Intel Announces oneAPI Challenge Winners

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Intel has announced the winners of the Great Cross-Architecture Challenge, a collaboration with the European Organization for Nuclear Research (CERN) and Argonne National Laboratory, and run by CodeProject.

The challenge attracted participants across five continents, demonstrating the growing momentum of oneAPI’s open, cross-architecture, multi-vendor programming approach. Entrants used oneAPI and Data Parallel C++ (DPC++) to create applications in areas such as bioinformatics, cryptography, data analytics, education, financial services, genomics, healthcare, image processing, mathematics, molecular dynamics, particle physics and ray tracing.

“This challenge showcases the ease of use and freedom of choice that oneAPI’s open, cross-architecture programming model delivers. The participants were able to either quickly port, or develop from scratch, applications with real-world impact across a range of disciplines. We are highly impressed with the innovative and creative submissions received from around the world, and the positive feedback and growing adoption of oneAPI,” said, Jeff McVeigh, Intel vice president, Datacenter XPU Products and Solutions.

The Great Cross-Architecture Challenge invited software developers of all levels to use oneAPI to create fast, efficient and future-ready applications that take advantage of various XPUs, including CPUs, GPUs, FPGAs and other accelerators. Participants used free Intel® oneAPI Toolkits and the Intel® DevCloud, which provides the ability to test code and workloads across a variety of Intel XPU architectures to update an existing C/C++ application, to port a compute unified device architecture (CUDA) application to DPC++ or create an entirely new oneAPI application to work on multiple architectures.

“The participants in the Great Cross-Architecture Challenge demonstrated the potential of oneAPI,” said Maria Girone, chief technology officer, CERN openlab. “Through its use, they were able to write code for heterogeneous hardware architectures with a diverse range of applications. People from across the world were able to access cutting-edge technology through this developer challenge. We look forward to welcoming the winners of the competition to CERN.”

“The challenge was an exciting opportunity to explore oneAPI and its power to develop applications across heterogenous computing architectures,” said Katherine Riley, director of Science at Argonne Leadership Computing Facility. “The entries covered a breadth of topics and used multiple approaches that illustrated oneAPI’s vast potential — and the creativity of the participants! We look forward to bringing that creativity to Argonne as we prepare for our upcoming exascale system, Aurora.”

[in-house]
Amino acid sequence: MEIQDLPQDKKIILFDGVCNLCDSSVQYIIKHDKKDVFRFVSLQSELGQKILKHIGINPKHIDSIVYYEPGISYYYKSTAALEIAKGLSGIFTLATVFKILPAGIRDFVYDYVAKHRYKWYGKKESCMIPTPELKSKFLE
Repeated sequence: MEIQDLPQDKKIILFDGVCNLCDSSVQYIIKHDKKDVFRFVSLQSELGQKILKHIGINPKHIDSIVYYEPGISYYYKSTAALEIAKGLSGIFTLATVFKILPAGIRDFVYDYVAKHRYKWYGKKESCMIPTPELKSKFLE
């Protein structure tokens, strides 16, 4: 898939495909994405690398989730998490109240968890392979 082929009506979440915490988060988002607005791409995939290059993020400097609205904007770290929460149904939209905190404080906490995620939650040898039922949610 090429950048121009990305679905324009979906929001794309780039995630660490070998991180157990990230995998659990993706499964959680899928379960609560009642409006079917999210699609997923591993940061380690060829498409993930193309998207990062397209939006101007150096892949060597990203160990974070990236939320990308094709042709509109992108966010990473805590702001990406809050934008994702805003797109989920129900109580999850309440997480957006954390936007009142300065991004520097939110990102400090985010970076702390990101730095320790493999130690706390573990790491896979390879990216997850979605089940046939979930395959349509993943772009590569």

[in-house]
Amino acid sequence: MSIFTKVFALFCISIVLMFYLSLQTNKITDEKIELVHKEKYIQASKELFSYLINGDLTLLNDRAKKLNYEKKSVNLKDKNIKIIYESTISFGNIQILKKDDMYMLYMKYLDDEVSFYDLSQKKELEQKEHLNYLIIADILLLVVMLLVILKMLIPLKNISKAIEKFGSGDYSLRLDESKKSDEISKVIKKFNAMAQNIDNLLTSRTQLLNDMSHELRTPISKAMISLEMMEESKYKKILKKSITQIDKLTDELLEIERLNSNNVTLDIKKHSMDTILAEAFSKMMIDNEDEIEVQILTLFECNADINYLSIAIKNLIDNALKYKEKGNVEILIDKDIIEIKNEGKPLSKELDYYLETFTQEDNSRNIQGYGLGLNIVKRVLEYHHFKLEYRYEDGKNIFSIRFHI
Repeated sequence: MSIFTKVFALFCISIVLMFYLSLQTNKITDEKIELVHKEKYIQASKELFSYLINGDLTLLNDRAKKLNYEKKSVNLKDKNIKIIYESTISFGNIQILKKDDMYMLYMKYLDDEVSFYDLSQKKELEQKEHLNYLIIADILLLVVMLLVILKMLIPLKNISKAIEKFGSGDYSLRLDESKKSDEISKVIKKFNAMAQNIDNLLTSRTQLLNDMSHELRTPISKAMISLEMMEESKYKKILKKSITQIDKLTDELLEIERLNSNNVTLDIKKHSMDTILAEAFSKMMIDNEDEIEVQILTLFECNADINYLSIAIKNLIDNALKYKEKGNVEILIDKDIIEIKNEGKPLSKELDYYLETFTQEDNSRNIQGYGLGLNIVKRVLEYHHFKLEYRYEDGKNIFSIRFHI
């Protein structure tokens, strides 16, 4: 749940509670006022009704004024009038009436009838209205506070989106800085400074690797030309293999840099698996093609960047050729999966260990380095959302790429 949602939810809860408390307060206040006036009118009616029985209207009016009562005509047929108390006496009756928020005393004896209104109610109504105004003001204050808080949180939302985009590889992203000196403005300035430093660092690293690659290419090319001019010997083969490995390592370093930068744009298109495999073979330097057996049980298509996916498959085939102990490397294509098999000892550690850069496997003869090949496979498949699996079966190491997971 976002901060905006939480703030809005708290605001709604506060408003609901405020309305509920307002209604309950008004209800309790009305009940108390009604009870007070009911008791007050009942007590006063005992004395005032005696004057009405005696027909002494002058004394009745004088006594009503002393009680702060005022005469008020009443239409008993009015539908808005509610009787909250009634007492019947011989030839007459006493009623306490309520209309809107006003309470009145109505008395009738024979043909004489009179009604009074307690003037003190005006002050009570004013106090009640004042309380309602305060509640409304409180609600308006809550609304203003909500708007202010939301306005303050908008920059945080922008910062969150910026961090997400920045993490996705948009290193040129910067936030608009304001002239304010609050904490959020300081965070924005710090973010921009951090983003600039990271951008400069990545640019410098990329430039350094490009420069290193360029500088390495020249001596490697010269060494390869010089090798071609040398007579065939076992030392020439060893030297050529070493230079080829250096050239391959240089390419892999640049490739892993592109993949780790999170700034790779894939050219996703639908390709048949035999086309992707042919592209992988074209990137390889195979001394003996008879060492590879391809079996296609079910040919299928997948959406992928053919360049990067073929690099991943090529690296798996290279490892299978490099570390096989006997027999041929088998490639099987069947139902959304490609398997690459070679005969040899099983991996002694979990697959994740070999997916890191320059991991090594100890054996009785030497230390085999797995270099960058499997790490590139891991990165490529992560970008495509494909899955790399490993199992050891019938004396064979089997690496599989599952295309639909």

Gene Sequence De redundancy

Zhen Ju’s application offers a more efficient and accurate solution to filter out redundant sequences in gene research, benefiting pharmaceutical discoveries, agriculture and medical care.

Winner of a summer CERN openlab internship:

Eugenio Marinelli of Sophia Antipolis, France, leveraged oneAPI’s cross-architecture libraries and tools to efficiently develop a new application that can be used to quickly and accurately decode digital data stored in synthetic DNA. This new storage method provides easy, quick and inexpensive data archival storage that can last centuries, even in harsh environments.

Winner of a chance to work on a oneAPI-related project with Argonne National Laboratory:

Andrew Pastrello of Sydney, Australia, showed the ease of porting CUDA code and modified the application using DPC++ and oneAPI tools to synthesize audio from gravitational waveforms produced by black hole simulations to be used in music production and astronomy education.

Winners of a trip to CERN :

Rafael Campos of Lisbon, Portugal, demonstrated oneAPI’s fast and efficient development by adapting OpenCL applications to improve the performance, power and efficiency of bioinformatic applications. The solution has the potential to improve epistasis detection, enabling early detection of life-threatening diseases such as Alzheimer’s and various cancers.

Zhen Ju of Shenzhen, China, showed the ease of migrating a CUDA-based application and the benefits of an open programming model that serves various architectures. The application port efficiently and accurately filters out redundant sequences in gene research, benefiting pharmaceutical discoveries, agriculture and medical care.

Ricardo Nobre of Lisbon, Portugal, used the Intel® DPC++ Compatibility Tool to port a CUDA-based application, with more than 95% of the code automatically migrated. The application utilizes CPU and GPU devices to detect new associations between genotypes and phenotypes, potentially resulting in improved preventative care, personalized treatments and drug development.

Participants had access to free resources, such as code samples, developer guides, webinars and the DevMesh developer collaboration portal to help speed their development.

 

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